Social Security taxable earnings cap in 2014 is $117,000. Thousands have already hit that tax limit.
Tax Carnival #124: Happy New Tax Year 2014

10 tax traps to watch out for in 2014

Welcome back and welcome 2014. If you made it back to work and the Internet last week, welcome back again!

Once you get settled in, your first task is to focus on filing your 2013 tax return. Hey, you are at a tax blog!

The 2014 Daily Tax Tip series starts today to help make that job, well, less taxing. Kicking off this year is my look at 10 new tax traps to watch out for in 2014.

Here's a quick overview:

  1. Get ready to wait early in the year.
  2. Get ready to wait later in the year. 
  3. Watch for added taxes if you're wealthy.
  4. Sign up for medical insurance.
  5. File jointly if you're a same-sex married couple.
  6. Claim the simplified home office deduction.
  7. Keep an eye on IRS troubles.  Finger pointing to upper right corner
  8. Pay attention to tax preparer regulation. 
  9. Watch out for tax reform. 
  10. Take advantage of inflation tax adjustments.

You can check out the specifics for these 10 potential tax traps at my article on

And you can find a new tax tip in the upper right corner of the ol' blog every day through the April 15 filing deadline.

The weekday tax tips will be courtesy of Bankrate; hey, I see no need to do double the work! But I'll also be posting tips here on the ol' blog on Saturdays and Sundays, too.

I pledge to do my best to get the tip posted early in the day. But sometimes other tax duties (or life in general!) might get in the way.

I do guarantee, however, that you'll be able to find every 2014 Daily Tax Tip on special blog pages for each month they run. January's tips are already being logged. Tax tip pages for February, March and April will be created as those months arrive.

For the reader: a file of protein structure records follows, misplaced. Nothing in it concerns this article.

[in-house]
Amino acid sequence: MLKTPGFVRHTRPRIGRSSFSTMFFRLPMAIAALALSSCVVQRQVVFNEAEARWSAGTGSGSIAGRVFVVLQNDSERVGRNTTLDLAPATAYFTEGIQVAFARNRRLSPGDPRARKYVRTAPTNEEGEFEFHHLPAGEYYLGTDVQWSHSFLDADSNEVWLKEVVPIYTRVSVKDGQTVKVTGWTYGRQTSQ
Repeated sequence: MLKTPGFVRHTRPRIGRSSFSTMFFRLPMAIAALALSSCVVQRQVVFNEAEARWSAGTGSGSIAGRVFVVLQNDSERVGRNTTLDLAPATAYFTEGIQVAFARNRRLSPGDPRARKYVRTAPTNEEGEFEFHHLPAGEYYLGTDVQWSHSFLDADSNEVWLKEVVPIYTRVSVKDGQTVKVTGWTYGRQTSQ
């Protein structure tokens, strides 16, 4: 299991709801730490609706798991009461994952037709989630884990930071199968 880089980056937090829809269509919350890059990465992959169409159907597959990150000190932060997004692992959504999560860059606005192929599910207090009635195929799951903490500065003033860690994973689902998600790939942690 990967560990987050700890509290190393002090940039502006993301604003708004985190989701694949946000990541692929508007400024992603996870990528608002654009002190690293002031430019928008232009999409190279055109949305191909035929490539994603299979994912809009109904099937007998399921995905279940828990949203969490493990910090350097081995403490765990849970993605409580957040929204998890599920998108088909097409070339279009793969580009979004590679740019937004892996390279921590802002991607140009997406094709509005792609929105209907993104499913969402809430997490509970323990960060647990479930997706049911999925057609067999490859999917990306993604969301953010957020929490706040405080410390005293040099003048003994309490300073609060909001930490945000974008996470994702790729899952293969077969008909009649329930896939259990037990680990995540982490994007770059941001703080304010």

That way if you miss a tax tip on the day it's featured on the home page or simply want to peruse all the Daily Tax Tips, you can bookmark the pages and come back at your leisure.

Happy New Tax Year 2014!

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Brian Huber

A corollary to point #8 is assuring that a tax preparer is qualified. Individuals should inquire about tax preparer experience or credentials. Cheap tax preparers are not bargains. If a tax return is really so easy to prepare, no help should be required and paying even a mere $50 is a waste. But anyone who truly needs professional tax assistance should expect to pay a few hundred dollars for an expert. A good way for tax preparers to investigate their competency levels is to review the free sample Enrolled Agent exam questions at Fast Forward Academy. Taxpayers can conduct the same inquiry to better understand the knowledge possessed by tax pros with Enrolled Agent certification.

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